For the 6-month period, serious or severe rainfall deficiencies are evident in the northern Kimberley, areas of the southeastern Kimberley and northeastern Pilbara, and along large areas of the west coast of Western Australia between the western Pilbara and Perth; a very large area in the central Northern Territory and pockets of the western Top End coast; along the border of New South Wales and Queensland, and in an area around the Maranoa and southern Central Highlands in Queensland; in the west and south of Tasmania; and scattered pockets between northwestern New South Wales and Gulf St Vincent in South Australia, and in southern Victoria.

Rainfall over the last week has eased deficiencies in areas of the Maranoa and southern parts of the Central Highlands in Queensland, but had little impact on deficiencies elsewhere at this time scale.

Affected areas of western Tasmania, southern Victoria, and western Top End have generally received less than 80% of average rainfall for the period. Areas in southern Queensland, northern New South Wales, and the Kimberley in Western Australia have generally received between 30% and 60% of average. Areas in the northeast and west of the Pilbara and the central Northern Territory generally received less than 40% of average.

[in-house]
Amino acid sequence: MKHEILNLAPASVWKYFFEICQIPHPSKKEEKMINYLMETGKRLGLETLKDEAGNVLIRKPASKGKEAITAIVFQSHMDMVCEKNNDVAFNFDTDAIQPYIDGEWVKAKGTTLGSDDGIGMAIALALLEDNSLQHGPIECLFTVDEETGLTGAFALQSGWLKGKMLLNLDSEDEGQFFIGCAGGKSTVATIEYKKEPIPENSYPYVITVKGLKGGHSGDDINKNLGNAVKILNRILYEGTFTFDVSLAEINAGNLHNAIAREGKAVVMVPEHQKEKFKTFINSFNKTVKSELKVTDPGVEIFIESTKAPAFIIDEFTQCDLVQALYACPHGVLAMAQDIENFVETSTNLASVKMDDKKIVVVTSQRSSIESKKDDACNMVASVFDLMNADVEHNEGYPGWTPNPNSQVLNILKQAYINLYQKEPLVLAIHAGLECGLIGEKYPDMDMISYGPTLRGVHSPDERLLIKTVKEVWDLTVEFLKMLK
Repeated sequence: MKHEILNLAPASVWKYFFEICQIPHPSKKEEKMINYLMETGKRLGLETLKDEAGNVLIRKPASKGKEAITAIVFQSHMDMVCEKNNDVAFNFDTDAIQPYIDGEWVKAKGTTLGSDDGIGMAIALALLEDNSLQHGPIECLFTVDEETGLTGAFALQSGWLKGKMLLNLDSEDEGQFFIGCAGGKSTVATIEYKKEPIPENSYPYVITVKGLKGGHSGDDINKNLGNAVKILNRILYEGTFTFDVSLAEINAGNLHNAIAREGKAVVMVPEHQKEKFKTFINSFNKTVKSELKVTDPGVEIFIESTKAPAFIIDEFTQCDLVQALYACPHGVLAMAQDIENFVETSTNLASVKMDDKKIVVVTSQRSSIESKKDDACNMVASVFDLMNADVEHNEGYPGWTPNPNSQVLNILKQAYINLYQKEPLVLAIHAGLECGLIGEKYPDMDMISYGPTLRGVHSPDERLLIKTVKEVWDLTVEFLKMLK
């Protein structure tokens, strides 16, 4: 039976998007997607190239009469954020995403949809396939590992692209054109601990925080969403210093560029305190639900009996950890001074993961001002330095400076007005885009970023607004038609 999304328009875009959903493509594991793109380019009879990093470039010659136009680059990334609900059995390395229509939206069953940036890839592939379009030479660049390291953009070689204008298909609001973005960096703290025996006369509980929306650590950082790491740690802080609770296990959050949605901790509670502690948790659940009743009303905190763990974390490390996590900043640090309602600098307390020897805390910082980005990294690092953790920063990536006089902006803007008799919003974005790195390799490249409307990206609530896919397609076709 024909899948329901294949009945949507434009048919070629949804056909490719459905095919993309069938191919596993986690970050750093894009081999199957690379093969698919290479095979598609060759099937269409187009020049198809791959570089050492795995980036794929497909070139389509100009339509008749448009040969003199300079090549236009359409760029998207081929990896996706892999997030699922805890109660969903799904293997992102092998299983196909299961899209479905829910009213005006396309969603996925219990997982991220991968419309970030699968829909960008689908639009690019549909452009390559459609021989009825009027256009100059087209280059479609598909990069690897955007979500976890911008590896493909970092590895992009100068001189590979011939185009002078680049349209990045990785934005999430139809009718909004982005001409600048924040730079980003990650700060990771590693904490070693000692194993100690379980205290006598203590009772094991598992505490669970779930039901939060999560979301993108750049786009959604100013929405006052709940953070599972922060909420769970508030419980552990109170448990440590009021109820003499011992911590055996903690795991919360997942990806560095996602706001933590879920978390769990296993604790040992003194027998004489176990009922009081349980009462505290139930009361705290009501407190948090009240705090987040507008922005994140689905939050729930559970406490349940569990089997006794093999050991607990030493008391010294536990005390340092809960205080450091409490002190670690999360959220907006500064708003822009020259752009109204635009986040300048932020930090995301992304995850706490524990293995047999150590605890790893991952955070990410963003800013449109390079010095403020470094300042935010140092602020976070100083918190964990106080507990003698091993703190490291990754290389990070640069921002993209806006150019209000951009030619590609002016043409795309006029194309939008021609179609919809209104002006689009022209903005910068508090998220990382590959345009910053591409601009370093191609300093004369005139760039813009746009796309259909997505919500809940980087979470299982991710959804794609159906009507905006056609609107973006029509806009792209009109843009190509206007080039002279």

Rainfall for the period 1 April 2018 to 23 April 2019

Serious or severe rainfall deficiencies are in place at the 12-month period across central to eastern South Australia away from the far northeast and far southeastern; across much of central southern and eastern Victoria, and along the border in the central north and northwest of that State; across much of the Riverina in New South Wales as well as much of the west and north of that State; most of southern Queensland, extending north to around Taroom and Rockhampton; much of the Northern Territory except parts of the southwest, east, and Top End; and across much of the Kimberley, northern half of the Interior District, and adjacent eastern Pilbara in Western Australia, as well as areas in the Gascoyne, and much of the South Coast and Southeast Coastal districts.